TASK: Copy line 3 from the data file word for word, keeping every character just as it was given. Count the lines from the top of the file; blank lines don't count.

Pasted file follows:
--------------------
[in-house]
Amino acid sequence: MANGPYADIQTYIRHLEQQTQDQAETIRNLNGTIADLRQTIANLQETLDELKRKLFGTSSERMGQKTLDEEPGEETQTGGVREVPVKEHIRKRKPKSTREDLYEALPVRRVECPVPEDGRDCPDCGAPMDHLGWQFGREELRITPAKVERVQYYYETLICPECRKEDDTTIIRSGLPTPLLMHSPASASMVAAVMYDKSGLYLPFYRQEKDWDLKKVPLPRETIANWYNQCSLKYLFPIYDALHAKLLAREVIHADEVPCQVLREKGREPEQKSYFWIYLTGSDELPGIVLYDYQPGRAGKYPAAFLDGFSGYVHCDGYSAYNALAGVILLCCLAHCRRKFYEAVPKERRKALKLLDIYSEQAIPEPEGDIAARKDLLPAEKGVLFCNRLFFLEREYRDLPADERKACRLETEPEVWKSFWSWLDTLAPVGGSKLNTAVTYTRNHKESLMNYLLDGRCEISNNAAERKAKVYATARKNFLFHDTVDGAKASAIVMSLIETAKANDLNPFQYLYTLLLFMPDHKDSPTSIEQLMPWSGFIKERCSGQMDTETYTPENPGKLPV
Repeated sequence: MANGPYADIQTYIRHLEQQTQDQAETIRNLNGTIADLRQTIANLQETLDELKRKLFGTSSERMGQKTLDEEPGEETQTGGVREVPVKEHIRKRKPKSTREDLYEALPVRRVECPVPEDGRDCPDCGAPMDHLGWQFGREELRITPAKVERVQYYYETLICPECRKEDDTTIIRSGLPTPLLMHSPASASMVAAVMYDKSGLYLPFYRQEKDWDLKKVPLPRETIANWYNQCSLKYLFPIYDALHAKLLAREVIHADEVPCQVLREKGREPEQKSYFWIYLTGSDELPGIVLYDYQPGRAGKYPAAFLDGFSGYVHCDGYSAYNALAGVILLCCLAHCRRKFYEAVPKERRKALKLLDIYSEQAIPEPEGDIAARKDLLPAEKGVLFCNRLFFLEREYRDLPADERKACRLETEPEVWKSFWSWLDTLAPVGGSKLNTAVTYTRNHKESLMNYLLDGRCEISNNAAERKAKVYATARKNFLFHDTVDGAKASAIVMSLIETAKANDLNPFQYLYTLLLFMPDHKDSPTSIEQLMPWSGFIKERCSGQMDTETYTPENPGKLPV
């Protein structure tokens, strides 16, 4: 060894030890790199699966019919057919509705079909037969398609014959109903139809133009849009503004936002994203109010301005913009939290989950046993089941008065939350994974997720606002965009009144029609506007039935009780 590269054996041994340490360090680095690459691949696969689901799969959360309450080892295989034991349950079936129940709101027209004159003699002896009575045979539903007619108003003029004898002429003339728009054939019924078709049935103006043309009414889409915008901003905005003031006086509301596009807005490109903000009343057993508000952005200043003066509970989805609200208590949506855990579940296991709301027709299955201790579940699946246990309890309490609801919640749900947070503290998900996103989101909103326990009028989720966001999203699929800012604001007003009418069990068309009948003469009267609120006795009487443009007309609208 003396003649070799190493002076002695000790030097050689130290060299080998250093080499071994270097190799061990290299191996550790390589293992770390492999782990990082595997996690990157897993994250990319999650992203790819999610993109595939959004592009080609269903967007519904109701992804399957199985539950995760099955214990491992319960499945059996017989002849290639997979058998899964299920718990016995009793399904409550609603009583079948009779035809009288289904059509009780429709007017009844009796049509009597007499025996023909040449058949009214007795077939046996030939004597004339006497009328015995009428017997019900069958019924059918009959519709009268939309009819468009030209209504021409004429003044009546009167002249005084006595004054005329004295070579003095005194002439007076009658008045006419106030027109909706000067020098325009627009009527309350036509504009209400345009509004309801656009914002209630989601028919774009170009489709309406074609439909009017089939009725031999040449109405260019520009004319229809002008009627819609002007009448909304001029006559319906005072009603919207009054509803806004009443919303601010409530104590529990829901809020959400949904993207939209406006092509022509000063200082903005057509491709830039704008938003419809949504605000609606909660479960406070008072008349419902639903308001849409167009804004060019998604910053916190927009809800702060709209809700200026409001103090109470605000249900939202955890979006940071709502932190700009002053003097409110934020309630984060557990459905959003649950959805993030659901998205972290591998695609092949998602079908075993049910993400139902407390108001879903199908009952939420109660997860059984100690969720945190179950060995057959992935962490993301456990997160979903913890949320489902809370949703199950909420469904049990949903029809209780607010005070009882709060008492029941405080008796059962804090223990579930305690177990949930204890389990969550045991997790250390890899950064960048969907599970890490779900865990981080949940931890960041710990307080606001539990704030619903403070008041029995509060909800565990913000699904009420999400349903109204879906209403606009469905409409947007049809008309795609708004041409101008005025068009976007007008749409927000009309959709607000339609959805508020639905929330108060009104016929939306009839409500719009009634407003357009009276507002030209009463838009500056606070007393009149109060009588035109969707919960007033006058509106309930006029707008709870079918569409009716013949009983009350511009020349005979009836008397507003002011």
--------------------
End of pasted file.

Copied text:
Repeated sequence: MANGPYADIQTYIRHLEQQTQDQAETIRNLNGTIADLRQTIANLQETLDELKRKLFGTSSERMGQKTLDEEPGEETQTGGVREVPVKEHIRKRKPKSTREDLYEALPVRRVECPVPEDGRDCPDCGAPMDHLGWQFGREELRITPAKVERVQYYYETLICPECRKEDDTTIIRSGLPTPLLMHSPASASMVAAVMYDKSGLYLPFYRQEKDWDLKKVPLPRETIANWYNQCSLKYLFPIYDALHAKLLAREVIHADEVPCQVLREKGREPEQKSYFWIYLTGSDELPGIVLYDYQPGRAGKYPAAFLDGFSGYVHCDGYSAYNALAGVILLCCLAHCRRKFYEAVPKERRKALKLLDIYSEQAIPEPEGDIAARKDLLPAEKGVLFCNRLFFLEREYRDLPADERKACRLETEPEVWKSFWSWLDTLAPVGGSKLNTAVTYTRNHKESLMNYLLDGRCEISNNAAERKAKVYATARKNFLFHDTVDGAKASAIVMSLIETAKANDLNPFQYLYTLLLFMPDHKDSPTSIEQLMPWSGFIKERCSGQMDTETYTPENPGKLPV